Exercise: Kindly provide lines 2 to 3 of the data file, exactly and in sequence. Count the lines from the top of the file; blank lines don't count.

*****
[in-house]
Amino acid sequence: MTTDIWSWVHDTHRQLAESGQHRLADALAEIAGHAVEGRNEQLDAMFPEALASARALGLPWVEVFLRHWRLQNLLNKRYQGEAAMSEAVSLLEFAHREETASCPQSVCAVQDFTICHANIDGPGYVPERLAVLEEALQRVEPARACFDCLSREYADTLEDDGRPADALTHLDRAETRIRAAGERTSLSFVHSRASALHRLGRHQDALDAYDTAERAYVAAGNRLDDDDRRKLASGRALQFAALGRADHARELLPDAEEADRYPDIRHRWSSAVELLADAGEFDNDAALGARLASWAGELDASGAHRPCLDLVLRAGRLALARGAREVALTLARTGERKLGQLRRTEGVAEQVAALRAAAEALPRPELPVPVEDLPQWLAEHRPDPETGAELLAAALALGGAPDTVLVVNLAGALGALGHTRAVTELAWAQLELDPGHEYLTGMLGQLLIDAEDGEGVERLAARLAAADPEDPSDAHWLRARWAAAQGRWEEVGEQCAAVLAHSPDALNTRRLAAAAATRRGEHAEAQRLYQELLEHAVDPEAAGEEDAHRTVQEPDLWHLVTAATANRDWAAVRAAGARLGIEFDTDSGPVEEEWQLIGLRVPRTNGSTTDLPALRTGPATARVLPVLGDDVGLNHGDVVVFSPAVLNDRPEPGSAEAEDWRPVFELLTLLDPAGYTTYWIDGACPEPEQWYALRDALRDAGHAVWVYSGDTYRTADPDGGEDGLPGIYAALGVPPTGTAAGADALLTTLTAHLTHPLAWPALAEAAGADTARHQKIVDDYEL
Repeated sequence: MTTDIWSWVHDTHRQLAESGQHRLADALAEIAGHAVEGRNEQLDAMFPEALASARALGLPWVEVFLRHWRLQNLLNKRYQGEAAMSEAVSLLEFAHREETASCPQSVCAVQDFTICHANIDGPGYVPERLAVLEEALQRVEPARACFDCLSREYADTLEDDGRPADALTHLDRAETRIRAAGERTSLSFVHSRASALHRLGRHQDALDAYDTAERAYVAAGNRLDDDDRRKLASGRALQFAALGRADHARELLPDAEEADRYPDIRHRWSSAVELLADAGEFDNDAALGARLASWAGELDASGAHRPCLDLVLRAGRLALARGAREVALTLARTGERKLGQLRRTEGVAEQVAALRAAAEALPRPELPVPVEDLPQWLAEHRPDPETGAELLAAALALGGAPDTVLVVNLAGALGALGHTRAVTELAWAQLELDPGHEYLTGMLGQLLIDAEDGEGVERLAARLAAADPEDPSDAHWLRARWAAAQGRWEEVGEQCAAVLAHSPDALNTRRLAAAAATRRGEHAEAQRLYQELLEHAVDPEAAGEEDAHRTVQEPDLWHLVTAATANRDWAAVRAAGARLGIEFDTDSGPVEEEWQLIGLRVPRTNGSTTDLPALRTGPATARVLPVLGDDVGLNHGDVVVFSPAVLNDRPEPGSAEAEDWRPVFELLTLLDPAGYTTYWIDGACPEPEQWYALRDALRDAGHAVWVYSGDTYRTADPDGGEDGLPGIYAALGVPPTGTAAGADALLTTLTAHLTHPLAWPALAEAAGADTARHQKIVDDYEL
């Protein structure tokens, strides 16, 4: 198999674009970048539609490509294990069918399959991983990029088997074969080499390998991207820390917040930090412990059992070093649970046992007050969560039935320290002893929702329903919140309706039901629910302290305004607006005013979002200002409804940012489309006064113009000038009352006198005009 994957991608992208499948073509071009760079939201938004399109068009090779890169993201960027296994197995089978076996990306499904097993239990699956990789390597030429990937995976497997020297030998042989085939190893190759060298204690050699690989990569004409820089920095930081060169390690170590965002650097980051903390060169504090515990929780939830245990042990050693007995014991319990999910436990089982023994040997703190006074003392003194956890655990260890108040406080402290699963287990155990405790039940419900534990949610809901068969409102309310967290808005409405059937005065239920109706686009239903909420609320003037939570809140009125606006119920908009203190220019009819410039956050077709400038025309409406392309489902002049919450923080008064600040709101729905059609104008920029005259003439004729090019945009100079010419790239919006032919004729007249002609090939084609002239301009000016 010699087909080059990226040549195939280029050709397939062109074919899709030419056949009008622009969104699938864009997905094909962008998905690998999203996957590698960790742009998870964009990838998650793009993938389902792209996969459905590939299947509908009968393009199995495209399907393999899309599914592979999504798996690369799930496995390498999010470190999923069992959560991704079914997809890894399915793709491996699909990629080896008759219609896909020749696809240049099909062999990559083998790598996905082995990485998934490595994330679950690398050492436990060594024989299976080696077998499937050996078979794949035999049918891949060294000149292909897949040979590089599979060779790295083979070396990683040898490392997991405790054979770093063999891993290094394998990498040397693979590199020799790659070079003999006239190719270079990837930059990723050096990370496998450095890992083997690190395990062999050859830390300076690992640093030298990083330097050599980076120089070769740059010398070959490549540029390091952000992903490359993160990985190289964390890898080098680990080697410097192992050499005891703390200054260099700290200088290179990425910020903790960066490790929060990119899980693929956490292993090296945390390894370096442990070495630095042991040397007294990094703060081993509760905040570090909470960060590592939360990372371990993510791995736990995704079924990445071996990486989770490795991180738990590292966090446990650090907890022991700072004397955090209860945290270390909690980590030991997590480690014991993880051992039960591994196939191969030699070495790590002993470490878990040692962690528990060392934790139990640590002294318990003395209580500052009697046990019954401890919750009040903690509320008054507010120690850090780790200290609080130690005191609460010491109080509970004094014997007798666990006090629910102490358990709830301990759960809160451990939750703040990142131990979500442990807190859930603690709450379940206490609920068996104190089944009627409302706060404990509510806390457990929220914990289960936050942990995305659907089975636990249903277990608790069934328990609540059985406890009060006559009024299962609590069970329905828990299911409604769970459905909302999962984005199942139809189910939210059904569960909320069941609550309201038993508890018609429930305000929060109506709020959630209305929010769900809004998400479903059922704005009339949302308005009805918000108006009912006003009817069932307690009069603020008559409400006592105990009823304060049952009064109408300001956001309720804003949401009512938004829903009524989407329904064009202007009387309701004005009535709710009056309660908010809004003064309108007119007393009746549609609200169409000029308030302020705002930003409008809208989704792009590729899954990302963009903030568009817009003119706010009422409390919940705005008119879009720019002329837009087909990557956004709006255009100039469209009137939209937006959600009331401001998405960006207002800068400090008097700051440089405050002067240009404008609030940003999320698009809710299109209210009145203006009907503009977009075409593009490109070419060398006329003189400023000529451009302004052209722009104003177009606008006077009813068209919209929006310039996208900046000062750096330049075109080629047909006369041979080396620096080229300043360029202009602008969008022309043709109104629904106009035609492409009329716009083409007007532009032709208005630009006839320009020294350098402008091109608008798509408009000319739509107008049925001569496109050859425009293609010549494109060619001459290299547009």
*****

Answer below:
Amino acid sequence: MTTDIWSWVHDTHRQLAESGQHRLADALAEIAGHAVEGRNEQLDAMFPEALASARALGLPWVEVFLRHWRLQNLLNKRYQGEAAMSEAVSLLEFAHREETASCPQSVCAVQDFTICHANIDGPGYVPERLAVLEEALQRVEPARACFDCLSREYADTLEDDGRPADALTHLDRAETRIRAAGERTSLSFVHSRASALHRLGRHQDALDAYDTAERAYVAAGNRLDDDDRRKLASGRALQFAALGRADHARELLPDAEEADRYPDIRHRWSSAVELLADAGEFDNDAALGARLASWAGELDASGAHRPCLDLVLRAGRLALARGAREVALTLARTGERKLGQLRRTEGVAEQVAALRAAAEALPRPELPVPVEDLPQWLAEHRPDPETGAELLAAALALGGAPDTVLVVNLAGALGALGHTRAVTELAWAQLELDPGHEYLTGMLGQLLIDAEDGEGVERLAARLAAADPEDPSDAHWLRARWAAAQGRWEEVGEQCAAVLAHSPDALNTRRLAAAAATRRGEHAEAQRLYQELLEHAVDPEAAGEEDAHRTVQEPDLWHLVTAATANRDWAAVRAAGARLGIEFDTDSGPVEEEWQLIGLRVPRTNGSTTDLPALRTGPATARVLPVLGDDVGLNHGDVVVFSPAVLNDRPEPGSAEAEDWRPVFELLTLLDPAGYTTYWIDGACPEPEQWYALRDALRDAGHAVWVYSGDTYRTADPDGGEDGLPGIYAALGVPPTGTAAGADALLTTLTAHLTHPLAWPALAEAAGADTARHQKIVDDYEL
Repeated sequence: MTTDIWSWVHDTHRQLAESGQHRLADALAEIAGHAVEGRNEQLDAMFPEALASARALGLPWVEVFLRHWRLQNLLNKRYQGEAAMSEAVSLLEFAHREETASCPQSVCAVQDFTICHANIDGPGYVPERLAVLEEALQRVEPARACFDCLSREYADTLEDDGRPADALTHLDRAETRIRAAGERTSLSFVHSRASALHRLGRHQDALDAYDTAERAYVAAGNRLDDDDRRKLASGRALQFAALGRADHARELLPDAEEADRYPDIRHRWSSAVELLADAGEFDNDAALGARLASWAGELDASGAHRPCLDLVLRAGRLALARGAREVALTLARTGERKLGQLRRTEGVAEQVAALRAAAEALPRPELPVPVEDLPQWLAEHRPDPETGAELLAAALALGGAPDTVLVVNLAGALGALGHTRAVTELAWAQLELDPGHEYLTGMLGQLLIDAEDGEGVERLAARLAAADPEDPSDAHWLRARWAAAQGRWEEVGEQCAAVLAHSPDALNTRRLAAAAATRRGEHAEAQRLYQELLEHAVDPEAAGEEDAHRTVQEPDLWHLVTAATANRDWAAVRAAGARLGIEFDTDSGPVEEEWQLIGLRVPRTNGSTTDLPALRTGPATARVLPVLGDDVGLNHGDVVVFSPAVLNDRPEPGSAEAEDWRPVFELLTLLDPAGYTTYWIDGACPEPEQWYALRDALRDAGHAVWVYSGDTYRTADPDGGEDGLPGIYAALGVPPTGTAAGADALLTTLTAHLTHPLAWPALAEAAGADTARHQKIVDDYEL